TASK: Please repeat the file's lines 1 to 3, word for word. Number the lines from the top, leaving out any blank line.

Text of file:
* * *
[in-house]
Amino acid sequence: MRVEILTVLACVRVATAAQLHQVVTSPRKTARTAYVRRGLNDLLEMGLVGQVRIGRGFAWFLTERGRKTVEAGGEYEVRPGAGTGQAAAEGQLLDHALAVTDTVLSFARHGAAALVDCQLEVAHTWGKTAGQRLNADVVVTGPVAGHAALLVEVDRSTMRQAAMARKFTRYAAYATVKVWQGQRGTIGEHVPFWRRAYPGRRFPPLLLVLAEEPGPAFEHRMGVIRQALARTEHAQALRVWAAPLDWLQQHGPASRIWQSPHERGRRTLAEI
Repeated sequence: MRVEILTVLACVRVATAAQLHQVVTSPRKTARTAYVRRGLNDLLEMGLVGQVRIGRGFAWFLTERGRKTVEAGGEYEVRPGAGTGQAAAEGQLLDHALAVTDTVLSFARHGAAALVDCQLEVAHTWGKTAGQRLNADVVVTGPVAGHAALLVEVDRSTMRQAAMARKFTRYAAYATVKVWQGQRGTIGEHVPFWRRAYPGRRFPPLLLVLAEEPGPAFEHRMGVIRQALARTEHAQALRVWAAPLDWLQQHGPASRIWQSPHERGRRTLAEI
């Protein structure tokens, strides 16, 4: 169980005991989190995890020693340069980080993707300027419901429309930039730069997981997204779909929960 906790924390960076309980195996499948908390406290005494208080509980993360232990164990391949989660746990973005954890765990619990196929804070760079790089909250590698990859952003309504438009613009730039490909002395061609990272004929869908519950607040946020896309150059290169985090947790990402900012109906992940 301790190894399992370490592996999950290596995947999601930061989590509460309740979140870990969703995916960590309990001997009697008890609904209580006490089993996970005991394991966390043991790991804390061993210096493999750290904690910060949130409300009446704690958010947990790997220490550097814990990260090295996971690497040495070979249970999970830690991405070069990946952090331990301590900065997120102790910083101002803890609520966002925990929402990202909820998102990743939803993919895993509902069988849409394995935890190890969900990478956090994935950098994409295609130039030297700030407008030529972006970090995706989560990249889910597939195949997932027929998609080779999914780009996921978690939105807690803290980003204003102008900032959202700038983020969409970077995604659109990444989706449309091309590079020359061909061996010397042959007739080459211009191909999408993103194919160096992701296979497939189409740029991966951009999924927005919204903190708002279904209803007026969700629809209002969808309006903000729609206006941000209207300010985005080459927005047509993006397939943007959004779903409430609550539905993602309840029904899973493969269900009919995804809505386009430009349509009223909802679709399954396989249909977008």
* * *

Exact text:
[in-house]
Amino acid sequence: MRVEILTVLACVRVATAAQLHQVVTSPRKTARTAYVRRGLNDLLEMGLVGQVRIGRGFAWFLTERGRKTVEAGGEYEVRPGAGTGQAAAEGQLLDHALAVTDTVLSFARHGAAALVDCQLEVAHTWGKTAGQRLNADVVVTGPVAGHAALLVEVDRSTMRQAAMARKFTRYAAYATVKVWQGQRGTIGEHVPFWRRAYPGRRFPPLLLVLAEEPGPAFEHRMGVIRQALARTEHAQALRVWAAPLDWLQQHGPASRIWQSPHERGRRTLAEI
Repeated sequence: MRVEILTVLACVRVATAAQLHQVVTSPRKTARTAYVRRGLNDLLEMGLVGQVRIGRGFAWFLTERGRKTVEAGGEYEVRPGAGTGQAAAEGQLLDHALAVTDTVLSFARHGAAALVDCQLEVAHTWGKTAGQRLNADVVVTGPVAGHAALLVEVDRSTMRQAAMARKFTRYAAYATVKVWQGQRGTIGEHVPFWRRAYPGRRFPPLLLVLAEEPGPAFEHRMGVIRQALARTEHAQALRVWAAPLDWLQQHGPASRIWQSPHERGRRTLAEI